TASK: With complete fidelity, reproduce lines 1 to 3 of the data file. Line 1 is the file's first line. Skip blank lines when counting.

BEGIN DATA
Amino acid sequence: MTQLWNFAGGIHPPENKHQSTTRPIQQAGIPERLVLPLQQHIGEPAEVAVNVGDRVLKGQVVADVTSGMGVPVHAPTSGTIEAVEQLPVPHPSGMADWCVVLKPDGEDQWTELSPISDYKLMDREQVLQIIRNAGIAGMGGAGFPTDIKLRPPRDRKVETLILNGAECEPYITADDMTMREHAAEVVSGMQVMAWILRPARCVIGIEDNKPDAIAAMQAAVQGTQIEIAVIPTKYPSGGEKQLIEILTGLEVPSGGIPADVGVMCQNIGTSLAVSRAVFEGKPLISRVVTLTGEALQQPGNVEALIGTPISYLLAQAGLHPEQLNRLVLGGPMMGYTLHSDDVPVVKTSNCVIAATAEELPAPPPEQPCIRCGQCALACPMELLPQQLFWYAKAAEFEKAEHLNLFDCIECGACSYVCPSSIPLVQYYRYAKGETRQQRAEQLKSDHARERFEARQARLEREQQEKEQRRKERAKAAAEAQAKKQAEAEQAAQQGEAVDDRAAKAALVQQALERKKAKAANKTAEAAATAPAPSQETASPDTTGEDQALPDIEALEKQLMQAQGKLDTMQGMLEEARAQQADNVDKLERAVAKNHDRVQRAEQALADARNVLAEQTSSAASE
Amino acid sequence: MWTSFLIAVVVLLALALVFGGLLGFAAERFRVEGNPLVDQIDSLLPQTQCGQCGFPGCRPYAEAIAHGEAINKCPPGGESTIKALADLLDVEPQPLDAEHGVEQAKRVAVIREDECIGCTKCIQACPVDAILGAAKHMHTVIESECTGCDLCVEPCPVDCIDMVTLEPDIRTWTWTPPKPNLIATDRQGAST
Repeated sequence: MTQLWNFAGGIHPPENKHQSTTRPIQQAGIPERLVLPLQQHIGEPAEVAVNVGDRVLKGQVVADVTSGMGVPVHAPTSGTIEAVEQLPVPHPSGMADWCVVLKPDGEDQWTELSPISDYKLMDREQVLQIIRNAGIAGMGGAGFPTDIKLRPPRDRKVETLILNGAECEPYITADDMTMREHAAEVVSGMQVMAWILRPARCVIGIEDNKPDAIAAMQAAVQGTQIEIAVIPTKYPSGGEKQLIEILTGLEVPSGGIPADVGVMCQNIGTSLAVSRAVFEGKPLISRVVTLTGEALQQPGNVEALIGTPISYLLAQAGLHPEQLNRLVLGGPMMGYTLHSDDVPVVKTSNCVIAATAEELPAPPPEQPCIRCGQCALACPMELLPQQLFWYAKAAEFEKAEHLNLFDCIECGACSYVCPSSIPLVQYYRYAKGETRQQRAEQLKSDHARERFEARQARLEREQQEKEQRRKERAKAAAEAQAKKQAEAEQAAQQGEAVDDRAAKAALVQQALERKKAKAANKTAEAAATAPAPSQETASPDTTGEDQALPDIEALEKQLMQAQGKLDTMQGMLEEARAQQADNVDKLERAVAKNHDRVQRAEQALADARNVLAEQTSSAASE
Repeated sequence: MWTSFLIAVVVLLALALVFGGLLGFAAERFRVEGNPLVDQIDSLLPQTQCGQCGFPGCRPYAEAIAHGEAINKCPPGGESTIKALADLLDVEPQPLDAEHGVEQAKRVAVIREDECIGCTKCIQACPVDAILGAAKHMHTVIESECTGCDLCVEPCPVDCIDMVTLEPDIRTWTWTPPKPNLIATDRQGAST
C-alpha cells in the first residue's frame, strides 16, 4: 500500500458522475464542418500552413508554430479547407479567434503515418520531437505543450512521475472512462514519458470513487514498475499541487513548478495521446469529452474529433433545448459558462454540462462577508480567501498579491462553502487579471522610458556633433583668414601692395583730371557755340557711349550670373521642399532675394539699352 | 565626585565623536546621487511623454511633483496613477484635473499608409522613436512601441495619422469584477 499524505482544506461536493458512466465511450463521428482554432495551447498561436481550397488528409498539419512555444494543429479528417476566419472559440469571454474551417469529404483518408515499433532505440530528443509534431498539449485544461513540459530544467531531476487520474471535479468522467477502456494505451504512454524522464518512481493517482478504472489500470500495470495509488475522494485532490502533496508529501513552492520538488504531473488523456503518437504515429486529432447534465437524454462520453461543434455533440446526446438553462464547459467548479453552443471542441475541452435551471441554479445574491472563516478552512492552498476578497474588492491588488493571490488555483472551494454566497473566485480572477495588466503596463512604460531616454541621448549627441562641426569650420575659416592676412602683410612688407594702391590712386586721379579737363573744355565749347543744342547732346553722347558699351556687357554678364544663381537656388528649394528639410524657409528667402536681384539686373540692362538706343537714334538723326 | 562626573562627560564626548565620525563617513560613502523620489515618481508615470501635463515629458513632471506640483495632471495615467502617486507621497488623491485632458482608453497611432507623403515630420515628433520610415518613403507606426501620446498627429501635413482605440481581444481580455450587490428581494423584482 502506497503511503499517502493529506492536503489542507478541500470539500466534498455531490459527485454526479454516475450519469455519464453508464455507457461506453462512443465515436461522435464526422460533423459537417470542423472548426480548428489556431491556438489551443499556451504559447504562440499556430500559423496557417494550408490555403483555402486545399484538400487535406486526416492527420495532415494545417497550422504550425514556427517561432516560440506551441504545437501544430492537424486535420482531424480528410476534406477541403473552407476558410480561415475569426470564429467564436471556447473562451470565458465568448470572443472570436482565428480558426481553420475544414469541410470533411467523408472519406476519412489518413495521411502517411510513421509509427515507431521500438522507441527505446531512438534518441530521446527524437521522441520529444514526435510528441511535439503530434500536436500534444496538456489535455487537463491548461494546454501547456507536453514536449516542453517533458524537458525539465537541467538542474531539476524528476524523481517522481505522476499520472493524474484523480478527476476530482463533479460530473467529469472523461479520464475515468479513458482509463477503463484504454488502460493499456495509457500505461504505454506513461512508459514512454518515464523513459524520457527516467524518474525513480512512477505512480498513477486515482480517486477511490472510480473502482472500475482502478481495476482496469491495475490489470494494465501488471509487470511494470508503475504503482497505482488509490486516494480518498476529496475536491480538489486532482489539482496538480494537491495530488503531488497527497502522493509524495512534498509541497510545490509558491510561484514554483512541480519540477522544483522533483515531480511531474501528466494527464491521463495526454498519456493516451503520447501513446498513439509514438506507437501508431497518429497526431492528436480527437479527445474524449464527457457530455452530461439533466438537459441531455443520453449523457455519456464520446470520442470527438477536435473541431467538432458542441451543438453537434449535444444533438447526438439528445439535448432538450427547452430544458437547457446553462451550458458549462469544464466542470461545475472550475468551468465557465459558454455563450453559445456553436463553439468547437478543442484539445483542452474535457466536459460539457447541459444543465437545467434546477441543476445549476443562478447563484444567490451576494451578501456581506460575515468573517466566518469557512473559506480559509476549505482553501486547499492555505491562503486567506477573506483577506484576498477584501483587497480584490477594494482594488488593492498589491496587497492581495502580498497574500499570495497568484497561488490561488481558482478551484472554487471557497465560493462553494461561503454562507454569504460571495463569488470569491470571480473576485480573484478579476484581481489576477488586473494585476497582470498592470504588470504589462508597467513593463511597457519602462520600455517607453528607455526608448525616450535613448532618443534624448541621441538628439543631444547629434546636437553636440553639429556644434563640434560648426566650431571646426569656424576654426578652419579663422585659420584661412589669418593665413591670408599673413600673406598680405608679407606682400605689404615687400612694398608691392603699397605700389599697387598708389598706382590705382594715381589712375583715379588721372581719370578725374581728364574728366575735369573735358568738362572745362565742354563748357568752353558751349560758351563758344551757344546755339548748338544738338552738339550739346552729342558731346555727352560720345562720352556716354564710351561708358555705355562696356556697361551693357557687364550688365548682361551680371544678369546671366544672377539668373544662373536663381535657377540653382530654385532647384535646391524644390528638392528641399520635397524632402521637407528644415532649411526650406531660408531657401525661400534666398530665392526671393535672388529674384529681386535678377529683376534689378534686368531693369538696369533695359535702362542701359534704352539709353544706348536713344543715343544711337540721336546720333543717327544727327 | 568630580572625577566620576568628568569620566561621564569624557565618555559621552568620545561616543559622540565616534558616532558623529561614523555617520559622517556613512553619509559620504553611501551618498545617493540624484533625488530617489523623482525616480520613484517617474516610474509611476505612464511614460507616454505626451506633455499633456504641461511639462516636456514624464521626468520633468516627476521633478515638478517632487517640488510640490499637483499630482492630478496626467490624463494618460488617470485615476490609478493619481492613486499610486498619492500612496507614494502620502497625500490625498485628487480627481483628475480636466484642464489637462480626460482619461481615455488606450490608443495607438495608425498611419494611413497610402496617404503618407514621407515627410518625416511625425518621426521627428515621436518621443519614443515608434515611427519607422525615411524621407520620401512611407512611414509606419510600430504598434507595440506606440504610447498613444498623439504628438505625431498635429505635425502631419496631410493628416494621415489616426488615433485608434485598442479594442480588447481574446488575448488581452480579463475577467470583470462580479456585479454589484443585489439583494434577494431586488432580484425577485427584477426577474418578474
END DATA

Amino acid sequence: MTQLWNFAGGIHPPENKHQSTTRPIQQAGIPERLVLPLQQHIGEPAEVAVNVGDRVLKGQVVADVTSGMGVPVHAPTSGTIEAVEQLPVPHPSGMADWCVVLKPDGEDQWTELSPISDYKLMDREQVLQIIRNAGIAGMGGAGFPTDIKLRPPRDRKVETLILNGAECEPYITADDMTMREHAAEVVSGMQVMAWILRPARCVIGIEDNKPDAIAAMQAAVQGTQIEIAVIPTKYPSGGEKQLIEILTGLEVPSGGIPADVGVMCQNIGTSLAVSRAVFEGKPLISRVVTLTGEALQQPGNVEALIGTPISYLLAQAGLHPEQLNRLVLGGPMMGYTLHSDDVPVVKTSNCVIAATAEELPAPPPEQPCIRCGQCALACPMELLPQQLFWYAKAAEFEKAEHLNLFDCIECGACSYVCPSSIPLVQYYRYAKGETRQQRAEQLKSDHARERFEARQARLEREQQEKEQRRKERAKAAAEAQAKKQAEAEQAAQQGEAVDDRAAKAALVQQALERKKAKAANKTAEAAATAPAPSQETASPDTTGEDQALPDIEALEKQLMQAQGKLDTMQGMLEEARAQQADNVDKLERAVAKNHDRVQRAEQALADARNVLAEQTSSAASE
Amino acid sequence: MWTSFLIAVVVLLALALVFGGLLGFAAERFRVEGNPLVDQIDSLLPQTQCGQCGFPGCRPYAEAIAHGEAINKCPPGGESTIKALADLLDVEPQPLDAEHGVEQAKRVAVIREDECIGCTKCIQACPVDAILGAAKHMHTVIESECTGCDLCVEPCPVDCIDMVTLEPDIRTWTWTPPKPNLIATDRQGAST
Repeated sequence: MTQLWNFAGGIHPPENKHQSTTRPIQQAGIPERLVLPLQQHIGEPAEVAVNVGDRVLKGQVVADVTSGMGVPVHAPTSGTIEAVEQLPVPHPSGMADWCVVLKPDGEDQWTELSPISDYKLMDREQVLQIIRNAGIAGMGGAGFPTDIKLRPPRDRKVETLILNGAECEPYITADDMTMREHAAEVVSGMQVMAWILRPARCVIGIEDNKPDAIAAMQAAVQGTQIEIAVIPTKYPSGGEKQLIEILTGLEVPSGGIPADVGVMCQNIGTSLAVSRAVFEGKPLISRVVTLTGEALQQPGNVEALIGTPISYLLAQAGLHPEQLNRLVLGGPMMGYTLHSDDVPVVKTSNCVIAATAEELPAPPPEQPCIRCGQCALACPMELLPQQLFWYAKAAEFEKAEHLNLFDCIECGACSYVCPSSIPLVQYYRYAKGETRQQRAEQLKSDHARERFEARQARLEREQQEKEQRRKERAKAAAEAQAKKQAEAEQAAQQGEAVDDRAAKAALVQQALERKKAKAANKTAEAAATAPAPSQETASPDTTGEDQALPDIEALEKQLMQAQGKLDTMQGMLEEARAQQADNVDKLERAVAKNHDRVQRAEQALADARNVLAEQTSSAASE